$43.6B U.S. agency revenue
WPP CEO Martin Sorrell has been, as expected, extremely vocal about the collapse of the Publicis-Omnicom merger. In the wake of the news, he sent a note to employees at WPP and its agencies, warning them that the "current leaders" at Publicis and Omnicom are "wounded" and "will almost certainly lash out." Below are excerpts from the memo, which Ad Age obtained.
Subject: Sunday's note reissued: one e acute (é) and hyphen missing - The deal that never was (or it just goes to show that égalité et fraternité doesn't play well in Palm Beach)
Last July, I wrote to you to give you early warning of what we branded as POG. Today, I'm writing after its failure. John and Maurice called it off, to some perhaps, almost as surprisingly as when they announced it.
The latest volte-face reflected the putative deal's lack of strategic logic for clients and people, a clunky structure, regulatory and tax issues and escalating problems with clients and people - the latter despite continual protestations to the contrary. Recent POG client defections to WPP alone in April, included Vodafone, M&S, Comparethemarket.com, Pepsi China, Papa John's, E*Trade and Miller Lite. This also excludes the POG accounts that have also been put into review. People defections at senior levels are running at 4:1 in our favour since last July, the latest on Friday at the same time as John Wren was vehemently denying any single loss on his POG termination call...
There is no doubt that P and O and their current leaders are wounded and will almost certainly lash out, as they try to prove that staying apart is actually better than than being together - which begs the question of why they bothered in the first place...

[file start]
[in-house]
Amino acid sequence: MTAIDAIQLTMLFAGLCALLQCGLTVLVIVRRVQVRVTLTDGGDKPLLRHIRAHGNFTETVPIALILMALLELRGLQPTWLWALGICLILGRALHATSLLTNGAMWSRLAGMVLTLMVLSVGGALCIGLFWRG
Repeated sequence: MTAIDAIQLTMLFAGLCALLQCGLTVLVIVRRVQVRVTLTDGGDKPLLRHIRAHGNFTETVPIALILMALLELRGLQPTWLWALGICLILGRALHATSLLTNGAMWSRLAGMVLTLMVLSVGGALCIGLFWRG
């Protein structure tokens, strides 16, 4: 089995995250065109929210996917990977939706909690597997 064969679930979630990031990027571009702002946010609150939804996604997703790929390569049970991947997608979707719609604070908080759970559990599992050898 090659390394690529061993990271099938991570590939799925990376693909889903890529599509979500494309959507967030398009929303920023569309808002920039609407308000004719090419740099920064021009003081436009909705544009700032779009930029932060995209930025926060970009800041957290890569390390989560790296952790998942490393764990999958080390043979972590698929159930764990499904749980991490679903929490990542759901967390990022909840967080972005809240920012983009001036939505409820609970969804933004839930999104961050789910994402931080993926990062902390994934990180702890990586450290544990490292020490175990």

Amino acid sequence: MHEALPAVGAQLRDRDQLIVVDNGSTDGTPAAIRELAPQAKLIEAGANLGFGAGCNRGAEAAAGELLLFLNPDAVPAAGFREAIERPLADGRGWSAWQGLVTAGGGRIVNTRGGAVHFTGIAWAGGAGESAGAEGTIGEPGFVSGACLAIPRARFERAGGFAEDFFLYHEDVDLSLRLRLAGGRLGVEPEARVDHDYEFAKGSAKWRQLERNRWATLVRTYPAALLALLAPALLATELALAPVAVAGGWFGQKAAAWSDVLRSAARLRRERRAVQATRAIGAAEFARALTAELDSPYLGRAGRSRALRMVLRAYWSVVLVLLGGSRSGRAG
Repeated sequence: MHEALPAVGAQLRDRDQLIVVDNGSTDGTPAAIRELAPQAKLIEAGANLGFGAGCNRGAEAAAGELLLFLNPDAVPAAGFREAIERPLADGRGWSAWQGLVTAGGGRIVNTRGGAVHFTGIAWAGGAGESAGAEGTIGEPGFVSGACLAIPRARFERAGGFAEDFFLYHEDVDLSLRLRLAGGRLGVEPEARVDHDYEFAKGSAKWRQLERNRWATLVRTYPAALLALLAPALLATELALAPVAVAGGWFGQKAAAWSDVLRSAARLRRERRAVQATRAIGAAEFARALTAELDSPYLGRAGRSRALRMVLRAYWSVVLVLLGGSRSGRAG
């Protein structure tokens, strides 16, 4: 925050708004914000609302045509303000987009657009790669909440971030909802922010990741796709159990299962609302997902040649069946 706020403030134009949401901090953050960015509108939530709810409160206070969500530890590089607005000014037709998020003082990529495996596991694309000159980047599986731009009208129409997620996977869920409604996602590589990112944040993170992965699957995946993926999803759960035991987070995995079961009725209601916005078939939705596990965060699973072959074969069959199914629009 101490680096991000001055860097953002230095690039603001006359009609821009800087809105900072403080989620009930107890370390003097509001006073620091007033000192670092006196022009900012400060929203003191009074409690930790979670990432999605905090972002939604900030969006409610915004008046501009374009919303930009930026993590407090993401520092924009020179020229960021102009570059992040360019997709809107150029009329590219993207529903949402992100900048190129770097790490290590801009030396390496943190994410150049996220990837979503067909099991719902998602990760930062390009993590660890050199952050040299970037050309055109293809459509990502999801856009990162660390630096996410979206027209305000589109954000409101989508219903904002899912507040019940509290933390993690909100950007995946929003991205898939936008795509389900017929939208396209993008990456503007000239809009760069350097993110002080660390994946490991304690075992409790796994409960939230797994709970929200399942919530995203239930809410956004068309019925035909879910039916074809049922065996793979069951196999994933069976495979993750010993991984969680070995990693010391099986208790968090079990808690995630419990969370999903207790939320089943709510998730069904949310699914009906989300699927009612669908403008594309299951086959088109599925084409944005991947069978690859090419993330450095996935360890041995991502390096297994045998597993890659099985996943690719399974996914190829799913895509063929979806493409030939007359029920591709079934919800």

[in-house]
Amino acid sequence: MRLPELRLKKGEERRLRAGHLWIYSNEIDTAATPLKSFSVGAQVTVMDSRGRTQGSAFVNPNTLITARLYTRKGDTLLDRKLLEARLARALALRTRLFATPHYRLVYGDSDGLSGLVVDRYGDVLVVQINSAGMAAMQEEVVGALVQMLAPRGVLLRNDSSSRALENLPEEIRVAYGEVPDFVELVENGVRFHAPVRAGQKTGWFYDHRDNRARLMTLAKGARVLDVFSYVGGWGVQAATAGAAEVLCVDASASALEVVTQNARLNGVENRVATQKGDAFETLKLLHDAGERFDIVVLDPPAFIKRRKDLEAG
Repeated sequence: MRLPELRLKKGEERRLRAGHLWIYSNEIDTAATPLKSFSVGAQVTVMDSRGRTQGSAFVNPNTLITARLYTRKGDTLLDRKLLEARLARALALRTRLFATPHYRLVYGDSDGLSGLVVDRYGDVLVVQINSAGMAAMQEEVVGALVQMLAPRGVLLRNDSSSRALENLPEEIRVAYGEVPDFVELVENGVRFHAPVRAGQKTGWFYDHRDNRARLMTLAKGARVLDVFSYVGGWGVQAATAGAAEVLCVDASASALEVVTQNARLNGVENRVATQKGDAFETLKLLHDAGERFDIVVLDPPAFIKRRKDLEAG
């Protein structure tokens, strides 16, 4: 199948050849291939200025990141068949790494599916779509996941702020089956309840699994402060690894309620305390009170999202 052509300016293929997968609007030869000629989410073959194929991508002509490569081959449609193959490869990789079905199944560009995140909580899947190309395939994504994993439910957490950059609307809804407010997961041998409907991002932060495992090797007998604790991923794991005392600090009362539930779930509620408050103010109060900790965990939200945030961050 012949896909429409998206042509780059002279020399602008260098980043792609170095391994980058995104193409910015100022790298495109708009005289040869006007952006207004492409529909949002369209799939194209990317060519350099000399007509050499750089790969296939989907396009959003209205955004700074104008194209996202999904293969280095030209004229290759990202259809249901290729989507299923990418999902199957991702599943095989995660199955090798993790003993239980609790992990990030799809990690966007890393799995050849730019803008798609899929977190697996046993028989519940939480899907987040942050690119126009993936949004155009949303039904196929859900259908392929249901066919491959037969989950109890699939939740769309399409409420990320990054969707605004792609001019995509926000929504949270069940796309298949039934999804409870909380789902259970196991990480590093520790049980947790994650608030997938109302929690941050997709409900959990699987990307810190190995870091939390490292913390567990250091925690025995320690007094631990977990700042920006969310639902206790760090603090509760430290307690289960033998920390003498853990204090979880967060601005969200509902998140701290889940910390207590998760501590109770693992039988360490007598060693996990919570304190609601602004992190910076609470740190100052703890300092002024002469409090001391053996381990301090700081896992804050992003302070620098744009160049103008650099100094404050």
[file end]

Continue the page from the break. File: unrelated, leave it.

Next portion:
I also wanted to emphasise that the dismantled POG will inevitably try to shrug off their failure by redoubling their efforts with clients and people and acquisitions and we should, in response, continue implementing the very successful plans we activated last July to ratchet up our client and people focus, both internally and externally, and accelerate our small and medium-sized acquisitions programme, which was very well received by investors. Our success has been stellar in terms of clients, people, financial and stock market performance, particularly in comparison to P and O. The collapse of POG will only continue to bring significant opportunities with clients and people. POG was clearly a case of eyes bigger than tummy. Let's make sure we stay focussed on our strategy and its execution and learn from POG's mistakes.